While these are some of the ways depression impacts a person, the disorder itself can cause the quality of life of people who have it to drastically decrease and in extreme cases, if the disorder is left untreated, it can lead to suicide attempts and death. 

How to cope and manage if you have depression?

Here are a few things you can do to cope with depression:

Seek professional help

If you have not been diagnosed, do not stick to self diagnosis based on your symptoms. Seek out professional consultations starting with your GP who can refer you to specialists in the field. 

There may be different medications- some which might work for you while others that might not help you. 

Taking time to find a doctor who can help you with estimating the right dosage of medication and the right medical treatment can make the quality of your journey to recovery drastically different. 

Reduce stress

If it’s a job that is causing you immense stress, maybe it is time to consider taking a leave of absence. Or it could be your own family environment that is causing your symptoms to flare up- consider moving out if your financial situation persists. 

The intent here is to reduce or remove the things in your life that add stress. If it is a certain relationship, taking the time to set boundaries or communicate that you are taking time out can be one way. 

By reducing stressors, the thought of waking up and facing your day may seem a little less daunting, you might even look forward to it. 

Learn and apply coping skills

If you are depressed, you can learn coping skills and techniques and apply them at least once a day when experiencing depression. 

This can be learning how to tackle your anxieties and negative moods by regulating your breathing and engaging in deep breathing techniques. 

You can also try grounding techniques to help you cope with spiralling down a negative rumination. Make goals for each day and let your goals be small, measurable, attainable, realistic, and time bound, 

Make plans for your day that suit your pace- if today is especially difficult, make a step by step plan from your bed to the bathroom in the mornings. Reward yourself when you succeed and be kind when you slip up. Remind yourself that you are learning. 


Engaging in exercise, even if it is only a 15 minute stretch can be a wonderful step towards loving yourself and caring for yourself. 

You can opt for joining the gym however, if this is too much you can consider yoga or pilates that you can start gradually; you can also go for walks or runs alone or with your loved ones. 

Getting out of your house and doing something that allows you to get your blood pumping in itself can be a great way of self care. 

Eat a healthy diet

Diet is an important aspect of overall health and is an important component of maintaining a positive state of mental health. 

There has been plenty of research studies that have been linked to what we eat and higher risks of depression. Research finds that well balanced meals with adequate intake of vegetables, fruits, grain, and healthy fats are related to lower risks of depression.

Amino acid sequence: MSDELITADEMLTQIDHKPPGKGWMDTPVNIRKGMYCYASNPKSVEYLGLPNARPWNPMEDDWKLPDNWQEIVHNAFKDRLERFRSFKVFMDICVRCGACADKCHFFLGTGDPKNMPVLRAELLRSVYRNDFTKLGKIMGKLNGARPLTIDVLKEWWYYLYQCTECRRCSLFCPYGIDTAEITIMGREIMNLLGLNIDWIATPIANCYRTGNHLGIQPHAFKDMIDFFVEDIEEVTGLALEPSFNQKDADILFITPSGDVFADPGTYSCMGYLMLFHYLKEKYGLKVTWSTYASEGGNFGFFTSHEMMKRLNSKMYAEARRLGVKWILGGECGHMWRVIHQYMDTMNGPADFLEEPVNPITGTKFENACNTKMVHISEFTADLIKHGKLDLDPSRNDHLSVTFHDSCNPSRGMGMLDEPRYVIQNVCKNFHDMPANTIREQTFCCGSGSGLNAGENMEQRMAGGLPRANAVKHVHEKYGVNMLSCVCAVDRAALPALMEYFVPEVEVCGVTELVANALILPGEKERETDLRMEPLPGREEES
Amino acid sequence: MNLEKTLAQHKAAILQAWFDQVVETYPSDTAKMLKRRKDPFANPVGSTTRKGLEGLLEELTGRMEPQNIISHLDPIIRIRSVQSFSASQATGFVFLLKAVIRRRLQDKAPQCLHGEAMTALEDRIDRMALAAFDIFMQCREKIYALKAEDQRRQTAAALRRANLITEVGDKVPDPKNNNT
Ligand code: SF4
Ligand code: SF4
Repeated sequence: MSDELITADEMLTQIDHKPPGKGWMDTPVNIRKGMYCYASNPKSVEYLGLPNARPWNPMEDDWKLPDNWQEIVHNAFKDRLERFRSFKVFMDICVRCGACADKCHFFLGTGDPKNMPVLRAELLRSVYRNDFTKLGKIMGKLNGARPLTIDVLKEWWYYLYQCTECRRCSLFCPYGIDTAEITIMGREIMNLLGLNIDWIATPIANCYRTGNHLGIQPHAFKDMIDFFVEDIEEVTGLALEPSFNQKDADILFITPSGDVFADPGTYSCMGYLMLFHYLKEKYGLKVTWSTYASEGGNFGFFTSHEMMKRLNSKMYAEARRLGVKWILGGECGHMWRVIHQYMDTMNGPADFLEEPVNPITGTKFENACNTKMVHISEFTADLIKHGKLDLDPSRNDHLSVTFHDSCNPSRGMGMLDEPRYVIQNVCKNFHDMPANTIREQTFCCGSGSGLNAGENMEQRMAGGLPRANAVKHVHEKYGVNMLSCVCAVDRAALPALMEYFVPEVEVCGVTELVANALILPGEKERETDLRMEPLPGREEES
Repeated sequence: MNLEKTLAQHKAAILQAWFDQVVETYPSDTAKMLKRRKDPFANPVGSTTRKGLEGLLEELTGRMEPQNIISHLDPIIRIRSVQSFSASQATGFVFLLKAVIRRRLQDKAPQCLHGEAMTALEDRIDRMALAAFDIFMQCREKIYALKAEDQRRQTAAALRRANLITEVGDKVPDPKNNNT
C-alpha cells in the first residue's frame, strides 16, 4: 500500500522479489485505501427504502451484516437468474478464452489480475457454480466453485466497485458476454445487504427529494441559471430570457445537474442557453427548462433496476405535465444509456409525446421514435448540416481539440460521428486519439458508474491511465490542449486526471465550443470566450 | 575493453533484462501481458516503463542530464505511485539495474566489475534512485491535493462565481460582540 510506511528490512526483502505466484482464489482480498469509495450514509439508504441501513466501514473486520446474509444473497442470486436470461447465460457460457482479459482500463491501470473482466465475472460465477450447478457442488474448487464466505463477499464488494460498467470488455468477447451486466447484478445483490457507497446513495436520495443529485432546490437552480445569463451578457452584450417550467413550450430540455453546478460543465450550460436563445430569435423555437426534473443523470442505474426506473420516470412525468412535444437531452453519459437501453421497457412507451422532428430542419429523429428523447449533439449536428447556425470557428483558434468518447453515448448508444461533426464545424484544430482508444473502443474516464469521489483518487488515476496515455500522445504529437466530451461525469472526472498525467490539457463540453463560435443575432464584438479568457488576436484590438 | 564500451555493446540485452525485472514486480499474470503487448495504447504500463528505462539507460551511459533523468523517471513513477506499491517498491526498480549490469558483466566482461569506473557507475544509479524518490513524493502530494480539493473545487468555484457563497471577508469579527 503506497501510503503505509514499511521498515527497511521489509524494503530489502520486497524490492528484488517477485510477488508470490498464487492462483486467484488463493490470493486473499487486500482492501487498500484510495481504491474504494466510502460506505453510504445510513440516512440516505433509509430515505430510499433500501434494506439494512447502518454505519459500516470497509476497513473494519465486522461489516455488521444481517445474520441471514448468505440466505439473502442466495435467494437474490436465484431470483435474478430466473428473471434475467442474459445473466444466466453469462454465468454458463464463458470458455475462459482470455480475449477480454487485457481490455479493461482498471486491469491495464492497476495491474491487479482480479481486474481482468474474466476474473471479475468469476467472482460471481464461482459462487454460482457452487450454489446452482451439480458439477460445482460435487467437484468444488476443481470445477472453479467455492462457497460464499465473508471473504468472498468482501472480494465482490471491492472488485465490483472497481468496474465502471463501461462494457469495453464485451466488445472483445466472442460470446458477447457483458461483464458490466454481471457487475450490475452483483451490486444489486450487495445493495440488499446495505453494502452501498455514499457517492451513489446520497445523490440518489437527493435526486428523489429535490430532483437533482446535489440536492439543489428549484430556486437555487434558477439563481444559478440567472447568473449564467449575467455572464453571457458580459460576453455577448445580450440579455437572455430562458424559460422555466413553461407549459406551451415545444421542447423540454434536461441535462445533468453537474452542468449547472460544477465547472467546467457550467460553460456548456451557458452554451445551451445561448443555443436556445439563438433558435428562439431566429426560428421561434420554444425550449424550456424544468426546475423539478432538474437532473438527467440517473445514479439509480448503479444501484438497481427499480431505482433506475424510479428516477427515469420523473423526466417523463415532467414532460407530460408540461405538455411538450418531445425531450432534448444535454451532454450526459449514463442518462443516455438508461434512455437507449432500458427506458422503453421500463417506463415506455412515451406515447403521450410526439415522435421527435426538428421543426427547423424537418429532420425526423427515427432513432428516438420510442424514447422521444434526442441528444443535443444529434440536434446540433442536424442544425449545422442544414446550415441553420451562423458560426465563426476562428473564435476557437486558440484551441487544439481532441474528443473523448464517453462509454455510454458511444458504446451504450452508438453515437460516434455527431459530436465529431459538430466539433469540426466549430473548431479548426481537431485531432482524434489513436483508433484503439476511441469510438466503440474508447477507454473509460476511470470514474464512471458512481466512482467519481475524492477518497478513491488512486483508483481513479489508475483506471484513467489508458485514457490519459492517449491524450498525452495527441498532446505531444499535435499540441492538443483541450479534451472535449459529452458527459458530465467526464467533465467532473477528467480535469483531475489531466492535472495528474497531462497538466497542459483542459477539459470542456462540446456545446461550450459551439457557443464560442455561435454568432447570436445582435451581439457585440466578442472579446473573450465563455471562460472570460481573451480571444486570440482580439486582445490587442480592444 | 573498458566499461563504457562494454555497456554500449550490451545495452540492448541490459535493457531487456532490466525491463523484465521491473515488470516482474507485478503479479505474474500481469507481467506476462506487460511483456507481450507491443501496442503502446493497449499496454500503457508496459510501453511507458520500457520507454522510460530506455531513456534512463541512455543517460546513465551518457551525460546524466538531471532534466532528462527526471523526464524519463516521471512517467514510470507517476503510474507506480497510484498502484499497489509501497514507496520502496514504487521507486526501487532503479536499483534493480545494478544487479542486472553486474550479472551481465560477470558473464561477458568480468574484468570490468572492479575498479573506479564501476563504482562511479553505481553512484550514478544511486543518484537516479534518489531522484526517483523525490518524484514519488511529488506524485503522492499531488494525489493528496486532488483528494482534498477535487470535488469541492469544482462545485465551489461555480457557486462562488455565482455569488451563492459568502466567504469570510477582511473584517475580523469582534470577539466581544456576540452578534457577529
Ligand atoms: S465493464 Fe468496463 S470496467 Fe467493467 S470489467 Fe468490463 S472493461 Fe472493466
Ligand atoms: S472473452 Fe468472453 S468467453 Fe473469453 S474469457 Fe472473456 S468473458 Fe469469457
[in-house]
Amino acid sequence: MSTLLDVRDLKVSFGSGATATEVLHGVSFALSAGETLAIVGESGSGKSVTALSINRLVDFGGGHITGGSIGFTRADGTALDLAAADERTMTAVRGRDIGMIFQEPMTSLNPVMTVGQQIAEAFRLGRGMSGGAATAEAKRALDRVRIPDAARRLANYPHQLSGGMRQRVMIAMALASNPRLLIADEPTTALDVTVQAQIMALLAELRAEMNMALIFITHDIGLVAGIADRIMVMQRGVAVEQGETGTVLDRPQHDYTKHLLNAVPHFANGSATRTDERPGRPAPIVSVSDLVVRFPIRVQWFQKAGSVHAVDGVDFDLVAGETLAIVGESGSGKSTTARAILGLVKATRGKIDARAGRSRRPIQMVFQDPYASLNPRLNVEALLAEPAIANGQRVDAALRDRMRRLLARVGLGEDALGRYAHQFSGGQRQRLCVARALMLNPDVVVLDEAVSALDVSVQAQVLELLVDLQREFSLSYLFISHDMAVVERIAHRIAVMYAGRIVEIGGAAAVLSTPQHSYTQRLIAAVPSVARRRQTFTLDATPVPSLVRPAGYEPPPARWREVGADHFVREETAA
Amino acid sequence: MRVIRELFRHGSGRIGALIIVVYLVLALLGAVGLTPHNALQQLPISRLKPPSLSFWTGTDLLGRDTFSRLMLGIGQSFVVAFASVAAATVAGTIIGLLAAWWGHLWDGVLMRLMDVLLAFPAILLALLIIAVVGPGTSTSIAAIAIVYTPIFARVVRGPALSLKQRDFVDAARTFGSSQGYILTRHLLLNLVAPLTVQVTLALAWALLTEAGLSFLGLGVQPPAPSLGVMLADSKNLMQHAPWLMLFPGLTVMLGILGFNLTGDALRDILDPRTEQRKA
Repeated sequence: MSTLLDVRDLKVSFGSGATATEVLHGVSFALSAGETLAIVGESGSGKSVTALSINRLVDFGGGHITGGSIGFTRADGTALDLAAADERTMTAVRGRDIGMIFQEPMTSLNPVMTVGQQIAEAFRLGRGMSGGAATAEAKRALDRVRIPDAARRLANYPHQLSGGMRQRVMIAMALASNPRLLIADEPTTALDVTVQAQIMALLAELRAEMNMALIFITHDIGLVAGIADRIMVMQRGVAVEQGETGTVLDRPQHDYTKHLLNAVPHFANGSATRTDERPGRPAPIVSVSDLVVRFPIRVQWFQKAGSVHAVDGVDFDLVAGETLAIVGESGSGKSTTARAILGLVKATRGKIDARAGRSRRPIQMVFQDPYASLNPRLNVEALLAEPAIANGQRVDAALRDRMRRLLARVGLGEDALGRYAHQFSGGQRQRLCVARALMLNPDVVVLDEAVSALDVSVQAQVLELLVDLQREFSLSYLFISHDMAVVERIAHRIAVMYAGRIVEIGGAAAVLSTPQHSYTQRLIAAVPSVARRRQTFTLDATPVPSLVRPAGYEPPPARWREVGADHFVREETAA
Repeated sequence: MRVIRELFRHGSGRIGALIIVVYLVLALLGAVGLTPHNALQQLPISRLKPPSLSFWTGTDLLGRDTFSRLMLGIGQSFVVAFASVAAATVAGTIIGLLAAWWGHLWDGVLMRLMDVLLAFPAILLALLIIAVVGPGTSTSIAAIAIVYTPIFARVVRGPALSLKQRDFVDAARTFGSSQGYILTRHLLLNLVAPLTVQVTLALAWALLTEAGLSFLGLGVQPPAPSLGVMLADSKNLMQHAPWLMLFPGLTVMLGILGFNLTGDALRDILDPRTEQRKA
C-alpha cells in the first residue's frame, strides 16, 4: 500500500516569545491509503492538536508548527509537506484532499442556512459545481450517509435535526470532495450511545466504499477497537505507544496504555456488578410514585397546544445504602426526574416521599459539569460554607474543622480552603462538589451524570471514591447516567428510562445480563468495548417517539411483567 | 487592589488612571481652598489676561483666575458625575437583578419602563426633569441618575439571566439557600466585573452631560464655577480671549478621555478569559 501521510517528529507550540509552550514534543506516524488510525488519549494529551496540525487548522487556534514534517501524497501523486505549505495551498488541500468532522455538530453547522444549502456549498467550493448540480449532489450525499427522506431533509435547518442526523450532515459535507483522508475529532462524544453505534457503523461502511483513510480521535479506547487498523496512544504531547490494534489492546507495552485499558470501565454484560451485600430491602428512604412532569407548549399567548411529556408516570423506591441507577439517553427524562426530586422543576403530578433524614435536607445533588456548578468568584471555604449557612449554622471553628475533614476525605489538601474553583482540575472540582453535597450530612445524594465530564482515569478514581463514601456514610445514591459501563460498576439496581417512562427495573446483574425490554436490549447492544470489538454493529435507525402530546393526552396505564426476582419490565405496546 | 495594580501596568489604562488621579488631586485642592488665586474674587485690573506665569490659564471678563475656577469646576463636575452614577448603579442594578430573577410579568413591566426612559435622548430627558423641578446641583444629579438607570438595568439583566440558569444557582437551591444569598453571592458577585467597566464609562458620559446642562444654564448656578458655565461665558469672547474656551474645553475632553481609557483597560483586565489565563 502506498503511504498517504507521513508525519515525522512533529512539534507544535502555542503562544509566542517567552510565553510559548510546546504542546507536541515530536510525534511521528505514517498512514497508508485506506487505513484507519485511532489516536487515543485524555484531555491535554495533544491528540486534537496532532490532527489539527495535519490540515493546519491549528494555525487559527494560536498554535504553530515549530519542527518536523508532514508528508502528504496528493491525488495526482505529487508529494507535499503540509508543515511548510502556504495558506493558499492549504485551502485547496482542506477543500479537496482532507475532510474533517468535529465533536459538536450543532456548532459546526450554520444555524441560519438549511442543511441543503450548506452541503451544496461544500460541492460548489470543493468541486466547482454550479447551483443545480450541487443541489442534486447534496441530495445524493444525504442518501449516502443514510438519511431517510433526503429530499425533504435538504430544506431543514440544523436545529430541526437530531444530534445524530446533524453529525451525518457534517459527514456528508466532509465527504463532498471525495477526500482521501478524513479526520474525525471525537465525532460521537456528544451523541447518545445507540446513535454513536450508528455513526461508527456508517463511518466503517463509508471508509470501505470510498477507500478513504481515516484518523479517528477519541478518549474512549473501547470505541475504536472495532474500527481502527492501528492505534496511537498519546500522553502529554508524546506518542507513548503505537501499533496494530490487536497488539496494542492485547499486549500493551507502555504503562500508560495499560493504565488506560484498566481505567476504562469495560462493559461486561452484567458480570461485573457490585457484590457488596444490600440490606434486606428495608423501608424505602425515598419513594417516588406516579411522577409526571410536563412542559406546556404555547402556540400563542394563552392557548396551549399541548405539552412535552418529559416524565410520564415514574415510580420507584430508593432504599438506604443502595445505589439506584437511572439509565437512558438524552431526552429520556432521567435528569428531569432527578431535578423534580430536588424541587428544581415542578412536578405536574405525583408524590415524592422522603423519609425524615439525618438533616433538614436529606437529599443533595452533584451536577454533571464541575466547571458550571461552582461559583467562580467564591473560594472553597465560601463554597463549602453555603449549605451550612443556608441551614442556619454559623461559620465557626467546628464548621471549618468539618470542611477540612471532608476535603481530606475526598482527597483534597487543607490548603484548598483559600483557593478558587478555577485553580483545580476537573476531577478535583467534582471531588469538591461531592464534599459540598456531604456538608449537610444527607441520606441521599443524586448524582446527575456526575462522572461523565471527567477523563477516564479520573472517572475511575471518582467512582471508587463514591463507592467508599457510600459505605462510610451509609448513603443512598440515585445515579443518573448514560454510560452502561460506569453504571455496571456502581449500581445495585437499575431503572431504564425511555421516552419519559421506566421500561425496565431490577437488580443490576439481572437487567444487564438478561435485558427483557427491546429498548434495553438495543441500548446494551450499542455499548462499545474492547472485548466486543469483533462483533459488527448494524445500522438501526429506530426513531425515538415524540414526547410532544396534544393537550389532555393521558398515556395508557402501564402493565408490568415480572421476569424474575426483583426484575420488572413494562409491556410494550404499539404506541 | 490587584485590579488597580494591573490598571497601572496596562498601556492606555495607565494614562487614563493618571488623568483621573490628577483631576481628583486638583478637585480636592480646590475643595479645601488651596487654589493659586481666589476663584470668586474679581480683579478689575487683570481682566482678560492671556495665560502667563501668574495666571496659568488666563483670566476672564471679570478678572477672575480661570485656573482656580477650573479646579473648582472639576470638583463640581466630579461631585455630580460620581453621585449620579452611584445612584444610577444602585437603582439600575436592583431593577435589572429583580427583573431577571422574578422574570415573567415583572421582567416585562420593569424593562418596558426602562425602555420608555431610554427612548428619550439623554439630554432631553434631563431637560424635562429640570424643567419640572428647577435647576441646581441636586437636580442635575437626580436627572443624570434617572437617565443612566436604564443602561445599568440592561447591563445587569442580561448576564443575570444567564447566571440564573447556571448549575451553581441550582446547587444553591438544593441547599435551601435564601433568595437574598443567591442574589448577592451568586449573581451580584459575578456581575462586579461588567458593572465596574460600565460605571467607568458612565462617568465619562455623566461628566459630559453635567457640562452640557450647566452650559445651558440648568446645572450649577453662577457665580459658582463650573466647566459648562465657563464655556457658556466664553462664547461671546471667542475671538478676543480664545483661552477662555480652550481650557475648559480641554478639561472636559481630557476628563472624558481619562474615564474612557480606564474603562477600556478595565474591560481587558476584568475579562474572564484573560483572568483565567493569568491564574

Sleep well

Take time to improve your sleep hygiene. Research has found that sleep disorders are also a core symptom of depression. Irregular sleep and not enough sleep can make your healing process difficult and can even heighten the risk of relapse. 

Some of the things you can do to improve your sleep hygiene are

  • Avoid substances that impact your sleep, this includes caffeine. 
  • Exercise daily
  • Avoid heavy dinners
  • Change your sleeping environment to be more soothing and sleep inducing. 
  • Make changes in your pre-sleep routine such as taking relaxing baths before sleep, avoiding gadgets two hours before sleeping time.

Connect with loved ones

Reaching out to people who love you and letting them know that you are having a hard time now, can bring you closer to people who truly love and care for you.

These are positive relationships we want and need around you as you begin your journey to recovery. Positive relationships help you discover joys and meaning to your life. 

Make plans to meet them for lunch, or go for a walk with them. Make sure you make clear what you can and cannot do and agree on something that both you and them can enjoy. 

You can also take the step to connect with other people who are coping with depression through group therapy or support groups.

Oftentimes, listening to other people’s successes can instil hope, it also gives you the opportunity to learn new perspectives of living and life along with new techniques to cope.


In this blog we have  briefly discussed the representation of depression in Joker. 

FAQ related to Does Joker accurately represent depression?

What mental illness does Joker portray?

While it is not specifically mentioned that the Joker has a certain mental illness in the movie Joker, the movie depicts the character of the Joker as someone who has issues due to another disorder which leads him to slowly descend into violence. 

It is most likely that the Joker suffers from Pseudobulbar Affect or PBA, which is a neurological condition and not exactly a mental illness. 

Does the Joker suffer from depression?

It is not specifically mentioned that the Joker suffers from depression however, he does show symptoms of depression, psychosis, as well as narcissism – but none of this is confirmed nor denied in the movie


Annabel Driscoll and Mina Husain. Why Joker’s depiction of mental illness is dangerously misinformed. The Guardian. Retrieved on 29th April 2022.